The torque requirement at the drive roller is about 20 mN·m but the higher the torque the better. Furthermore, for use in a printing application, the torque generated should be non-pulsating.

The drive system can be an open loop system (i.e. no speed or torque feedback) but it is important to keep its open loop speed characteristic very ‘stiff’. In other words, speed variation from load torque variation at constant voltage should be less than 5%.

In some embodiments, the drive motor is capable of different speeds. If the feed rollers are driving media past a printhead, then motor speed should be constant during the print process, but not necessarily for each print job or even each sheet in the same print job.

Suitable motors are commercially available and small enough to compare to the piezo drive described above (excluding any torque arm, the motors are about 6 mm diameter by 16 mm length). Furthermore, the power requirements for these motors do not have the high current draw of the piezo drive. The motors typically draw 50 mA for 2 to 4 secs in the mobile phone with printhead application described above.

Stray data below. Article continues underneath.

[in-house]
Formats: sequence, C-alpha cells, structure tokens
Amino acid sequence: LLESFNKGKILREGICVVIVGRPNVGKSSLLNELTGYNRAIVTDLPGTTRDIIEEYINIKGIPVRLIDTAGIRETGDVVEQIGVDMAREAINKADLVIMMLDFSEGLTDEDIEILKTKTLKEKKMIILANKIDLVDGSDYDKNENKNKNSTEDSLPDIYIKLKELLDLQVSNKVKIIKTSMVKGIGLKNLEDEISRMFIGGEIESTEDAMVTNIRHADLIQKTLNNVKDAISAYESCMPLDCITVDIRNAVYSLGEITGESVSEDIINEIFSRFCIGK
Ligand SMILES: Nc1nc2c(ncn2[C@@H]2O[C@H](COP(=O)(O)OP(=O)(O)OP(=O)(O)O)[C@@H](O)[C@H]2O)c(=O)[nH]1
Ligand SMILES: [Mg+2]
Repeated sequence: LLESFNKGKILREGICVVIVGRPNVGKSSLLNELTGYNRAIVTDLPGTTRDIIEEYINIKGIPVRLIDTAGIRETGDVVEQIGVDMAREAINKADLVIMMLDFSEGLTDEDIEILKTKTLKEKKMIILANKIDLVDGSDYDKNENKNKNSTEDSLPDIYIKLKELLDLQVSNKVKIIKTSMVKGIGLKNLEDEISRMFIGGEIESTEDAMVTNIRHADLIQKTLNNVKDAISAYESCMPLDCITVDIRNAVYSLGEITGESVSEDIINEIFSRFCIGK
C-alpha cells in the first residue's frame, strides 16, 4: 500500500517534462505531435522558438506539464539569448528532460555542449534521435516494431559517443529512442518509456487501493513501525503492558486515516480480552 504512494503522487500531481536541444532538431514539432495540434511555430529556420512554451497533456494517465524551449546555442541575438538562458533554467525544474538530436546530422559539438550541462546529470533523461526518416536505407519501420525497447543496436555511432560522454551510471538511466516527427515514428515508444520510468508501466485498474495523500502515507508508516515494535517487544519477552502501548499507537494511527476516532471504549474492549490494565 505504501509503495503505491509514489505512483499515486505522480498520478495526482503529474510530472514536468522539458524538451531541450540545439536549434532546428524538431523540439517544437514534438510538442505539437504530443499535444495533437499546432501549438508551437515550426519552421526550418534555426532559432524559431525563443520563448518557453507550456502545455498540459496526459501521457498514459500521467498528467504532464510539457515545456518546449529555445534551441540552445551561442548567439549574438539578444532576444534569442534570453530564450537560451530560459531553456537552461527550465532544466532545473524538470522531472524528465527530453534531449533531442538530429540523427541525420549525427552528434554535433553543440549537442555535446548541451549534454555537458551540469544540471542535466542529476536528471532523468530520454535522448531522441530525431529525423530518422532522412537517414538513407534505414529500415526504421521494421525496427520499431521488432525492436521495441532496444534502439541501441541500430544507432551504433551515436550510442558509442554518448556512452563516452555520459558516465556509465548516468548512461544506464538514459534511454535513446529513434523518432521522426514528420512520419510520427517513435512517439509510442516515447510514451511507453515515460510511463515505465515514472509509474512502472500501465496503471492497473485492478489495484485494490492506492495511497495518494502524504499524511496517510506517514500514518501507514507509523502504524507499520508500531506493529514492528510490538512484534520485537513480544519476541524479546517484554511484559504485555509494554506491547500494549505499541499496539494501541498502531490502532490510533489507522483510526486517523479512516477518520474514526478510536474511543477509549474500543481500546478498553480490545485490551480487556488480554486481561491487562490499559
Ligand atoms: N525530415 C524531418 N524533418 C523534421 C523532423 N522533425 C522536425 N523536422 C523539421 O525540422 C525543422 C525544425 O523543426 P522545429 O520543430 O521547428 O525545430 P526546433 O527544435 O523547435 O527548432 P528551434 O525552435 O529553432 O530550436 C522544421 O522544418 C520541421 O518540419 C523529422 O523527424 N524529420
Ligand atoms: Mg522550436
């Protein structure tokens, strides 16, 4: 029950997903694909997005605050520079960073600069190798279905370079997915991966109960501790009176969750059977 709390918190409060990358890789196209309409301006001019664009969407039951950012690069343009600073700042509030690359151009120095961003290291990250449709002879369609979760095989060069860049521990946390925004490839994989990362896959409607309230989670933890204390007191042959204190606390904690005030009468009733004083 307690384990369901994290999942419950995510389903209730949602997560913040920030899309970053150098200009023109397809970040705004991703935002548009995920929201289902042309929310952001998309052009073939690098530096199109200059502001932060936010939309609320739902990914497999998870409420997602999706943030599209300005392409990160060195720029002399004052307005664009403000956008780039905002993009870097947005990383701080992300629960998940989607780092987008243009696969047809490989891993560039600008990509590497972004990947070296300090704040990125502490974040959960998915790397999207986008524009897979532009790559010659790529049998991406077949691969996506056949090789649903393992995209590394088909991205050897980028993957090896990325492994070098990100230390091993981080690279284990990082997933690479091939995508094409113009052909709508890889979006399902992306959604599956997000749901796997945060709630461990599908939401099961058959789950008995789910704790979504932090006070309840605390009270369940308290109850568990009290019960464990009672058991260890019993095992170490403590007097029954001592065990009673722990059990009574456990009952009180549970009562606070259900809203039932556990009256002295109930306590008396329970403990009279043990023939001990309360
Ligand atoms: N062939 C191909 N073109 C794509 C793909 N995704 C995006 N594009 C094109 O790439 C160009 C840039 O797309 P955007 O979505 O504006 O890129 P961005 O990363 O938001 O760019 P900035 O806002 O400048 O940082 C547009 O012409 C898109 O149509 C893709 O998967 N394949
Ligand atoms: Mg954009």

Motors are a well understood and simple drive source, whereas the resonant piezo system needs individual fine tuning to get the input signal to the system's resonant frequency. The piezo system also needs a A/D converter which is an additional component for the SoPEC to run. Given the absence of feedback and the constant torque requirement, stepper motors and brushless DC motors are not suitable. A brushed permanent magnet motor is better suited to the printing application described above.